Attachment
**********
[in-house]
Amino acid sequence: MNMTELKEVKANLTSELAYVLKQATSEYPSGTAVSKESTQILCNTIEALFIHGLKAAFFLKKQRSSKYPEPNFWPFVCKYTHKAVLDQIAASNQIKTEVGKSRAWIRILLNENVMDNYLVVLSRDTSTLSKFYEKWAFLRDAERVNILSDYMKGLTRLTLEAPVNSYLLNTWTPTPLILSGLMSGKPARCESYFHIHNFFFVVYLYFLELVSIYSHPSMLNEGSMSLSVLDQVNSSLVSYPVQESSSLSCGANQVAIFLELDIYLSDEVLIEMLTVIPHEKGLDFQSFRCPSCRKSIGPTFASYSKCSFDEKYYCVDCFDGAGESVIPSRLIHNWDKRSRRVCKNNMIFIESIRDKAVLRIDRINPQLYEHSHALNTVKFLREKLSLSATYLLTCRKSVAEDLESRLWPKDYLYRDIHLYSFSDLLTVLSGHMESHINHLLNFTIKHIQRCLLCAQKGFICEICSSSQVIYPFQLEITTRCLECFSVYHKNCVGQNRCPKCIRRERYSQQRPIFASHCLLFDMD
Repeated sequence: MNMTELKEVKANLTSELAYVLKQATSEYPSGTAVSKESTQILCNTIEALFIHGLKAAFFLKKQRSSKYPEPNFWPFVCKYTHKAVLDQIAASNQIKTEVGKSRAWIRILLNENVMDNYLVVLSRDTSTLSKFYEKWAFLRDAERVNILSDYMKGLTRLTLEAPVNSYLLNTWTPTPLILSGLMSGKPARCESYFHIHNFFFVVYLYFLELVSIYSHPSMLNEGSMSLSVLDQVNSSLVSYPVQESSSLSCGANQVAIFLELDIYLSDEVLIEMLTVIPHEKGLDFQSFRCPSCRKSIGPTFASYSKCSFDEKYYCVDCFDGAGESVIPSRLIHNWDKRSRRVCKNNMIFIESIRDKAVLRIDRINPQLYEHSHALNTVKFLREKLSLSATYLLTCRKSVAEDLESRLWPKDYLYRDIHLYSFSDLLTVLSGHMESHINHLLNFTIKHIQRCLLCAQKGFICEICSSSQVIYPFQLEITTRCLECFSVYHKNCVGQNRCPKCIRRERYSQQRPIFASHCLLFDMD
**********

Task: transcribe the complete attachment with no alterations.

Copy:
[in-house]
Amino acid sequence: MNMTELKEVKANLTSELAYVLKQATSEYPSGTAVSKESTQILCNTIEALFIHGLKAAFFLKKQRSSKYPEPNFWPFVCKYTHKAVLDQIAASNQIKTEVGKSRAWIRILLNENVMDNYLVVLSRDTSTLSKFYEKWAFLRDAERVNILSDYMKGLTRLTLEAPVNSYLLNTWTPTPLILSGLMSGKPARCESYFHIHNFFFVVYLYFLELVSIYSHPSMLNEGSMSLSVLDQVNSSLVSYPVQESSSLSCGANQVAIFLELDIYLSDEVLIEMLTVIPHEKGLDFQSFRCPSCRKSIGPTFASYSKCSFDEKYYCVDCFDGAGESVIPSRLIHNWDKRSRRVCKNNMIFIESIRDKAVLRIDRINPQLYEHSHALNTVKFLREKLSLSATYLLTCRKSVAEDLESRLWPKDYLYRDIHLYSFSDLLTVLSGHMESHINHLLNFTIKHIQRCLLCAQKGFICEICSSSQVIYPFQLEITTRCLECFSVYHKNCVGQNRCPKCIRRERYSQQRPIFASHCLLFDMD
Repeated sequence: MNMTELKEVKANLTSELAYVLKQATSEYPSGTAVSKESTQILCNTIEALFIHGLKAAFFLKKQRSSKYPEPNFWPFVCKYTHKAVLDQIAASNQIKTEVGKSRAWIRILLNENVMDNYLVVLSRDTSTLSKFYEKWAFLRDAERVNILSDYMKGLTRLTLEAPVNSYLLNTWTPTPLILSGLMSGKPARCESYFHIHNFFFVVYLYFLELVSIYSHPSMLNEGSMSLSVLDQVNSSLVSYPVQESSSLSCGANQVAIFLELDIYLSDEVLIEMLTVIPHEKGLDFQSFRCPSCRKSIGPTFASYSKCSFDEKYYCVDCFDGAGESVIPSRLIHNWDKRSRRVCKNNMIFIESIRDKAVLRIDRINPQLYEHSHALNTVKFLREKLSLSATYLLTCRKSVAEDLESRLWPKDYLYRDIHLYSFSDLLTVLSGHMESHINHLLNFTIKHIQRCLLCAQKGFICEICSSSQVIYPFQLEITTRCLECFSVYHKNCVGQNRCPKCIRRERYSQQRPIFASHCLLFDMD